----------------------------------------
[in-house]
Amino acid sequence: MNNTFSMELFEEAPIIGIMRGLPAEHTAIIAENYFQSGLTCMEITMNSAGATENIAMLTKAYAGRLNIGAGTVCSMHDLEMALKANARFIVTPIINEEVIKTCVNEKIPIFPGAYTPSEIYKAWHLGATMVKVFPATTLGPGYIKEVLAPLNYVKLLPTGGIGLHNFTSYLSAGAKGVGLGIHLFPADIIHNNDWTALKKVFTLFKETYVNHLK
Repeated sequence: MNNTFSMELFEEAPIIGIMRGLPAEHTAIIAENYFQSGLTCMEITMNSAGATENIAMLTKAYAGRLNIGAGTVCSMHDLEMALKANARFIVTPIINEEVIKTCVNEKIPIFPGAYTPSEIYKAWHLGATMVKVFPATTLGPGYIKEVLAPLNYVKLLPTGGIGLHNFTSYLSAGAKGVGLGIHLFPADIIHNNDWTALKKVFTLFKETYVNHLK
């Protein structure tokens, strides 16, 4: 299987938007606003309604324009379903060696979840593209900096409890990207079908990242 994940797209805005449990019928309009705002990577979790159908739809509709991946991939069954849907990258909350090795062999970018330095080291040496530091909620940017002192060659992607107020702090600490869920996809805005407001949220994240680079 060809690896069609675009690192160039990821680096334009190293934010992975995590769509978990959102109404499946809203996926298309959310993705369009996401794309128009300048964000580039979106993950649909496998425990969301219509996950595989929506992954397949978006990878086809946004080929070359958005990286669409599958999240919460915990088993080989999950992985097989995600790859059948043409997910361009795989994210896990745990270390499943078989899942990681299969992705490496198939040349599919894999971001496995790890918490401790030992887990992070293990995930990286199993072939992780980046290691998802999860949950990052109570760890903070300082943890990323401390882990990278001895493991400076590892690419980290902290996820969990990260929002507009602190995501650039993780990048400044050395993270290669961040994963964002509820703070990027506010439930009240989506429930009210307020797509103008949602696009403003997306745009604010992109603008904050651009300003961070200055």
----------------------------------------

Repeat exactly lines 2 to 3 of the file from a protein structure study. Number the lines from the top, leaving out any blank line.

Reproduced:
Amino acid sequence: MNNTFSMELFEEAPIIGIMRGLPAEHTAIIAENYFQSGLTCMEITMNSAGATENIAMLTKAYAGRLNIGAGTVCSMHDLEMALKANARFIVTPIINEEVIKTCVNEKIPIFPGAYTPSEIYKAWHLGATMVKVFPATTLGPGYIKEVLAPLNYVKLLPTGGIGLHNFTSYLSAGAKGVGLGIHLFPADIIHNNDWTALKKVFTLFKETYVNHLK
Repeated sequence: MNNTFSMELFEEAPIIGIMRGLPAEHTAIIAENYFQSGLTCMEITMNSAGATENIAMLTKAYAGRLNIGAGTVCSMHDLEMALKANARFIVTPIINEEVIKTCVNEKIPIFPGAYTPSEIYKAWHLGATMVKVFPATTLGPGYIKEVLAPLNYVKLLPTGGIGLHNFTSYLSAGAKGVGLGIHLFPADIIHNNDWTALKKVFTLFKETYVNHLK